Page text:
A comic book superhero is the new box office champion at North American theaters; and an animated sequel has the "bare necessities" to make it onto the chart. Alan Silverman lists the top five films starting with an action comedy that drops to fifth place
Shanghai Knights, sequel to the 2000 hit Shanghai Noon renews the partnership of droll American Owen Wilson with Hong Kong martial arts comedy star Jackie Chan.
His character makes it easier for me because if you just saw my character by itself you might say 'oh, okay, another Rush Hour or Jackie Chan Police Story. His character is lazy, selfish, always takes the credit, when the fighting is going on he's hiding and after it's finished he comes out. He loves every girl. When we two join together it is a good partnership and makes it easier for me to act and makes my character more lovable.
This adventure takes the two from the "wild west" to Victorian England; and Shanghai Knights ends up in fifth place.
The sequel to an animated family favorite from Disney debuts at number four.
The man-cub Mowgli, the fun-loving bear Baloo and the rest of the characters adapted from Rudyard Kipling are back in The Jungle Book 2This time around, John Goodman is behind Baloo and Haley Joel Osment is the voice of Mowgli.
"It is completely different and more relaxed recording it because you don't have to worry about what you're looking like or anything like that; you only have to concentrate on what you sound like," he says. " But it can be deceiving how easy it seems just to be using your voice, because it's really hard to get what you want to get across just by using your voice."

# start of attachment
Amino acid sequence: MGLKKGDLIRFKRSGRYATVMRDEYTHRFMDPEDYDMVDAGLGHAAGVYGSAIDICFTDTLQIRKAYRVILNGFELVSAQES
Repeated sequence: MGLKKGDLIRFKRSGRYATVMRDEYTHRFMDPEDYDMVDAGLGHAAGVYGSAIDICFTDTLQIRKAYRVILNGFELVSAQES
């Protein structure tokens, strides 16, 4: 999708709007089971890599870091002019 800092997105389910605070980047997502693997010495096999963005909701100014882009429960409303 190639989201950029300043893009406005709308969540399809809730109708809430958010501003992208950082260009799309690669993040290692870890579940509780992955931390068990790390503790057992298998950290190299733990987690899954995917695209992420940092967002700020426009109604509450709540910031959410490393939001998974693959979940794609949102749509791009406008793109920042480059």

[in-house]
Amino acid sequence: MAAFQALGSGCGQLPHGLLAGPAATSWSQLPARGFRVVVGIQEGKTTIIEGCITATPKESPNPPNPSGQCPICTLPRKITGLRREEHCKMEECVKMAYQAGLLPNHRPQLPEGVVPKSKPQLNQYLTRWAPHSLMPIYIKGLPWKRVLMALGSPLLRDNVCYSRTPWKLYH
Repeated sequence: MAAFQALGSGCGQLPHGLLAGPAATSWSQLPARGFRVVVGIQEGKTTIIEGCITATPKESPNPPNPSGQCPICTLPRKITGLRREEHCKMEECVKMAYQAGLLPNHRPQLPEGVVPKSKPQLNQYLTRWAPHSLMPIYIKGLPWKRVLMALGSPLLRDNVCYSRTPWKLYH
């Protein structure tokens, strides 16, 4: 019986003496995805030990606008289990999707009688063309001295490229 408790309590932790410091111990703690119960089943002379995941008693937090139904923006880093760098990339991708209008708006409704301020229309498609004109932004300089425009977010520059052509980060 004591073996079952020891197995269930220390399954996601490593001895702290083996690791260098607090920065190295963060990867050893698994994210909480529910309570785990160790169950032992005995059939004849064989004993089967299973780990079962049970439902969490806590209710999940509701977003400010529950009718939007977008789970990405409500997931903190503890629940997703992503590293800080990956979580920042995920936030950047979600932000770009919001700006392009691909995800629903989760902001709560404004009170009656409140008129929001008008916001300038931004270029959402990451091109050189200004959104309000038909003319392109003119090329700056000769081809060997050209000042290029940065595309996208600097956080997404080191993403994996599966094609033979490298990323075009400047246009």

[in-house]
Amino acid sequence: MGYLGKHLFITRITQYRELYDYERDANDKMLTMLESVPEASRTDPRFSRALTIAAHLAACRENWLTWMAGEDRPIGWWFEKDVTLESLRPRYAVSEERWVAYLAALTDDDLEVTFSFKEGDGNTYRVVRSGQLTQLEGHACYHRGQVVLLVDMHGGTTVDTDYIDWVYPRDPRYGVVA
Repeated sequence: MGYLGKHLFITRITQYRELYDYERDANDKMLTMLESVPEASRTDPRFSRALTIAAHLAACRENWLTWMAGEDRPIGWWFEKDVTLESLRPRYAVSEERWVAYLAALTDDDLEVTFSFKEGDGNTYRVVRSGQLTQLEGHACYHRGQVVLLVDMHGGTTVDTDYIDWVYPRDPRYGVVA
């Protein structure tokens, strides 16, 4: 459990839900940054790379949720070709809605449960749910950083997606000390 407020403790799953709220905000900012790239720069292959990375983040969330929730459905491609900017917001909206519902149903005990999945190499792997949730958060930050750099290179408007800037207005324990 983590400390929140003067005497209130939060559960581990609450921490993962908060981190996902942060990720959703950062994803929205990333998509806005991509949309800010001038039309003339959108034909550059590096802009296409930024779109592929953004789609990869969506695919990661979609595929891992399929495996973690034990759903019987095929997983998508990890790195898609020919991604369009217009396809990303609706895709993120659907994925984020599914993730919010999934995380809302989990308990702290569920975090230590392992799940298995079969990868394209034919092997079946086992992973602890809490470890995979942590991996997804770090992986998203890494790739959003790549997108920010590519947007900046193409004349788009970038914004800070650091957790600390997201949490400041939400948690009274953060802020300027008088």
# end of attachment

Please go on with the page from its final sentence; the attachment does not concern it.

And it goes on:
The original film has been a family classic since it came out in 1967 and The Jungle Book 2 opens up in fourth place.
The name on a lot of people's "must see" list is Chicago The film adaptation of the hit musical stage play is the front-runner in this year's Oscar race with 13 nominations, including best actress for its star Renee Zellweger:
"That matters a lot because it says that what you did mattered," she says, "but I have this perpetual disease that we like to call 'impostor syndrome' where all I ever see are the 'would've, could've, should've.' I always feel like I'm going to get fired and always feel like I don't know what I'm doing and I've just resigned myself to that part of who I am. Now I just throw my hands up to it, trust whoever is in charge and go on from there."
Chicago goes on to bigger audiences as it expands to more theaters and the musical is held over in third place.
She is a beautiful magazine reporter on assignment to make a guy reject her; he is a handsome advertising executive whose big account depends on him getting her to fall for him. Neither knows what the other is up to until their relationship begins to blossom in How To Lose A Guy In 10 Days. Kate Hudson and Matthew McConaughey co-star and the romantic comedy, which opened at number one last week, is bumped from the top by a pumped-up Ben Affleck starring as the blind superhero Daredevil, who takes the law into his own hands to stop the bad guys.
"I think it's a reflection of a feeling that as people feel more and more in jeopardy they want their guardians or watchmen or policemen and even vigilantes: there's more sympathy for them," he says. "I think, probably, that trend means people are more interested in stories about heroes and the conflict of people being out there trying to protect us at large. I don't know if that's going to help us or hurt us with the movie, but I do think it's interesting to note that, as a society, we're more willing to be less restrictive of the people who are protecting us and, maybe, less judgmental of them."
Jennifer Garner and Colin Farrell co-star and Daredevil swings into action as the new most popular movie at North American theaters.